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The upper portion of the earth’s crust and mantle is divided into tectonic plates that are constantly moving around, at rates of a few centimeters each year.  That means that over millions of years, some continents have moved thousands of kilometers to arrive at their current positions.  Today, the continents are fairly well spread out, with oceans in between them.  But in the past there were times when many or all of the continents were jammed together into huge landmasses called supercontinents.

Pangaea – Pangaea was the latest of many super continents in Earth’s history to include all of the continents together into one massive land area.  Pangaea formed around 300 million years ago when Gondwana combined with the North America and European plates.  It started splitting up 200 million years ago and this process is still going on.  Talk about a long break-up!

Gondwana and Laurasia – Pangaea’s break-up slowly created two super continents about 120 million years ago: Gondwana in the south (composed of all the current southern continents) and Laurasia in the north (made up of today’s North America and Eurasia).  Gondwana actually formed first then became a part of Pangaea before splitting off again.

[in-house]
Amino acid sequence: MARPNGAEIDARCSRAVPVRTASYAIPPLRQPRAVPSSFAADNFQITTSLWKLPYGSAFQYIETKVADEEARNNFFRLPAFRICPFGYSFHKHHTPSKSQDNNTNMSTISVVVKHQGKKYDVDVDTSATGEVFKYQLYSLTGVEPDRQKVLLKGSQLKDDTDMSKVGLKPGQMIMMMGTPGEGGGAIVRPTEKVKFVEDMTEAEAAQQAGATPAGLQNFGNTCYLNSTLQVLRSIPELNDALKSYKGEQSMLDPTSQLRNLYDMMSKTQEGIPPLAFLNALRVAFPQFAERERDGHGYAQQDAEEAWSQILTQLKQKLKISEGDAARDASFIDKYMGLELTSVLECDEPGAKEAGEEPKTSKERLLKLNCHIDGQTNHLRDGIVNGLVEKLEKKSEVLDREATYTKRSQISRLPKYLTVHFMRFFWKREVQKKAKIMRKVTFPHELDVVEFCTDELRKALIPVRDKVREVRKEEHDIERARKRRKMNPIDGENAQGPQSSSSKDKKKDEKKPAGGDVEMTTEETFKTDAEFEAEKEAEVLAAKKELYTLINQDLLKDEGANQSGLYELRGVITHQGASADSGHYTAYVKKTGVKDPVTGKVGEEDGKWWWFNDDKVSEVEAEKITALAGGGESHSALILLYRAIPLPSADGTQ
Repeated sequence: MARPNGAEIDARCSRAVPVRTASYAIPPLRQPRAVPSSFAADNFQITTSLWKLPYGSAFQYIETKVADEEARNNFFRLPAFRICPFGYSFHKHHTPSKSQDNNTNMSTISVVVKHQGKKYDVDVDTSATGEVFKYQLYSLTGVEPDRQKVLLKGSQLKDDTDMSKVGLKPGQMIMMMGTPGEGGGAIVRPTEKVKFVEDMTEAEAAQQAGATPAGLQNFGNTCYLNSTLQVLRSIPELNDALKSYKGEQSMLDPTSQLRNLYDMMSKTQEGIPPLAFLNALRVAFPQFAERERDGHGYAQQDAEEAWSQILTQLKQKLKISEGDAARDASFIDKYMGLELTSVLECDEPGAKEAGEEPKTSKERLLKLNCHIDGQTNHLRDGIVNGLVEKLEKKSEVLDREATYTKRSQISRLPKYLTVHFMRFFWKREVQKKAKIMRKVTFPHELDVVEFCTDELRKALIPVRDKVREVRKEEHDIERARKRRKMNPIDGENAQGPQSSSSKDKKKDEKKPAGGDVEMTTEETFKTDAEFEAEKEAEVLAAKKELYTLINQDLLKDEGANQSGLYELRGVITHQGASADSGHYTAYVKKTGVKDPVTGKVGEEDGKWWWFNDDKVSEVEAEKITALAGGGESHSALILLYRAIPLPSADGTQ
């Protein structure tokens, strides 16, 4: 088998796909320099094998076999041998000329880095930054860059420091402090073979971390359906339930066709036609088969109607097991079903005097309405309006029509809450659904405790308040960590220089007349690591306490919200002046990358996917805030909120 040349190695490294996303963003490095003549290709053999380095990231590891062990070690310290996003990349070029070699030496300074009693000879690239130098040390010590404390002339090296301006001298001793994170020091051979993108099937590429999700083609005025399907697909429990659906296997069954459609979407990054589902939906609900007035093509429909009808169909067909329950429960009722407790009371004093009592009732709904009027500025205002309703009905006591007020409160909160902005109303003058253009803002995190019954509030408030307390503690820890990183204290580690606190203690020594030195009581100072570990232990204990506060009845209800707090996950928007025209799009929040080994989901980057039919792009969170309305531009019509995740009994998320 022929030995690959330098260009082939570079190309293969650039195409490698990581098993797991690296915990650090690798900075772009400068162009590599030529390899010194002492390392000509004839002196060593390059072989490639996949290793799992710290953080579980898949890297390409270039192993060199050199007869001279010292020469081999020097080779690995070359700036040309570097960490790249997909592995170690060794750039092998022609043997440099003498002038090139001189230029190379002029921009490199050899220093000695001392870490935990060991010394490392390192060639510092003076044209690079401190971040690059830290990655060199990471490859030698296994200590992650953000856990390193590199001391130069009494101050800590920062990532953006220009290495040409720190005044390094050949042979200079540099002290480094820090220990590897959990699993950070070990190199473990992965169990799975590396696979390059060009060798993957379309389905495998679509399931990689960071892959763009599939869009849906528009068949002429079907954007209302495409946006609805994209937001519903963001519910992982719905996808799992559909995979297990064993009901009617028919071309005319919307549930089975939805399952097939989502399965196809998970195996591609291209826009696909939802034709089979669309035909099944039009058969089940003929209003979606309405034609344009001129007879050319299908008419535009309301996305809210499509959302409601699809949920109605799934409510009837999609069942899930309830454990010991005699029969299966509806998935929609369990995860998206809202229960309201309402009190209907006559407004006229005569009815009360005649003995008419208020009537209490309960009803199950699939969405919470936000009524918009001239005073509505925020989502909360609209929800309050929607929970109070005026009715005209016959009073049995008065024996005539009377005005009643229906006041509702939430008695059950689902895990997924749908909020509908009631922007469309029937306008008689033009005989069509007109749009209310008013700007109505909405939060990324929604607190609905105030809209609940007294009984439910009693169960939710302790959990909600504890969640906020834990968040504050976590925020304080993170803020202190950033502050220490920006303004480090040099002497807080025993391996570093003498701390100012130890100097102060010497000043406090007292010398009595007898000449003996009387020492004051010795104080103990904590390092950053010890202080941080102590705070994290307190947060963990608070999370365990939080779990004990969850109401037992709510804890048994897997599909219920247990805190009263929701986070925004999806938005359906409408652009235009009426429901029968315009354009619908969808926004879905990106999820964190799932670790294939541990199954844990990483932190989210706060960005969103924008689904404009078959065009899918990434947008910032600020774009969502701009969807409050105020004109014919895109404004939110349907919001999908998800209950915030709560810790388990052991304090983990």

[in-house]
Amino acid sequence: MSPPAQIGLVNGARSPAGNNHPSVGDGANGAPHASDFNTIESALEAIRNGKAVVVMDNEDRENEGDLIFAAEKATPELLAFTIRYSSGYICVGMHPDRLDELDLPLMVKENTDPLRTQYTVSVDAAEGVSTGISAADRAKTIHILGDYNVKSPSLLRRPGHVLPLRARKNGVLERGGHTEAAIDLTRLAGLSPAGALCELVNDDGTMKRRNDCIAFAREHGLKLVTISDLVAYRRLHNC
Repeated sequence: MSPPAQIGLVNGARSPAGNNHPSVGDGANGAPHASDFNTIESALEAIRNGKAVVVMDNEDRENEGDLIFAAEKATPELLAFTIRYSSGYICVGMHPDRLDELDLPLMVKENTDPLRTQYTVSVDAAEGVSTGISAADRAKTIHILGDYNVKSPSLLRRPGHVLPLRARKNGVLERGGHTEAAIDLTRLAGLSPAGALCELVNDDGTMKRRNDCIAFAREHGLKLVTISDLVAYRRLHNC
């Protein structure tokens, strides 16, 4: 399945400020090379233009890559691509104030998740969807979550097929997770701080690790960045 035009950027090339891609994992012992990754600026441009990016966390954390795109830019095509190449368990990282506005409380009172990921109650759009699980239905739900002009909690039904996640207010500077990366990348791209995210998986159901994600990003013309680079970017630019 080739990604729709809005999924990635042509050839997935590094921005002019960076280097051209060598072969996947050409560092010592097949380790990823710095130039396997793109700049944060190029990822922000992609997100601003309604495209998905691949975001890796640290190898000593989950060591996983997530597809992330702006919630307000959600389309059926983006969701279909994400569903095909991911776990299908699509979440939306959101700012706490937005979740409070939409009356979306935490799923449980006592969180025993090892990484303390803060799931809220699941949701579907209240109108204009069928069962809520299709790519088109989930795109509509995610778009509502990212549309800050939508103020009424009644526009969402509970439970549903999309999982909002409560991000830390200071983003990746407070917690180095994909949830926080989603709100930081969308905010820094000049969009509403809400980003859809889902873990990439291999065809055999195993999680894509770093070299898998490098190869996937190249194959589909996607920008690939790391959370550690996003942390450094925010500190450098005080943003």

WAIT!  How do we know these supercontinents existed?  No one was around to map them hundreds of millions of years ago.  The answer lies in rocks and fossils.  There are many places in the world where rocks of the same type and age are found in the exact same layers but on different continents.  This suggests that the rocks were formed when the two places were stuck together, and they later broke apart.  Fossils of the same kinds of animals and plants of the same age found on different continents can also be proof that they were once stuck together, especially for land animals and plants which couldn’t fly or swim across oceans.

Try to locate the North Star!

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